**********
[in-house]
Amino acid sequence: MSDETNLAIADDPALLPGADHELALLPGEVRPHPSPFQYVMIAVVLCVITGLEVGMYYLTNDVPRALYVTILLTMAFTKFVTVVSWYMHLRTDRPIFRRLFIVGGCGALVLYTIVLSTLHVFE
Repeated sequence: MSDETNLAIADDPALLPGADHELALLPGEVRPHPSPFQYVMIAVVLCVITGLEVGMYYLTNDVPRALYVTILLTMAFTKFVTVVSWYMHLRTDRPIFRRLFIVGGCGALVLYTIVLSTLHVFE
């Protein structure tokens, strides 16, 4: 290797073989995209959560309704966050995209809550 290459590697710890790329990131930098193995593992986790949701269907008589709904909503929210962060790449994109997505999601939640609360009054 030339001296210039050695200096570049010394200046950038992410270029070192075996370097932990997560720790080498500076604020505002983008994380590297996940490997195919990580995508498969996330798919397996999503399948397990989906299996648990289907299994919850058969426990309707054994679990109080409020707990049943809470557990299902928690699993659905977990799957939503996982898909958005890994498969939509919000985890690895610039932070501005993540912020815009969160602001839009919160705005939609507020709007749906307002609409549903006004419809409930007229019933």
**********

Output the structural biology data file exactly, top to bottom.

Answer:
[in-house]
Amino acid sequence: MSDETNLAIADDPALLPGADHELALLPGEVRPHPSPFQYVMIAVVLCVITGLEVGMYYLTNDVPRALYVTILLTMAFTKFVTVVSWYMHLRTDRPIFRRLFIVGGCGALVLYTIVLSTLHVFE
Repeated sequence: MSDETNLAIADDPALLPGADHELALLPGEVRPHPSPFQYVMIAVVLCVITGLEVGMYYLTNDVPRALYVTILLTMAFTKFVTVVSWYMHLRTDRPIFRRLFIVGGCGALVLYTIVLSTLHVFE
């Protein structure tokens, strides 16, 4: 290797073989995209959560309704966050995209809550 290459590697710890790329990131930098193995593992986790949701269907008589709904909503929210962060790449994109997505999601939640609360009054 030339001296210039050695200096570049010394200046950038992410270029070192075996370097932990997560720790080498500076604020505002983008994380590297996940490997195919990580995508498969996330798919397996999503399948397990989906299996648990289907299994919850058969426990309707054994679990109080409020707990049943809470557990299902928690699993659905977990799957939503996982898909958005890994498969939509919000985890690895610039932070501005993540912020815009969160602001839009919160705005939609507020709007749906307002609409549903006004419809409930007229019933």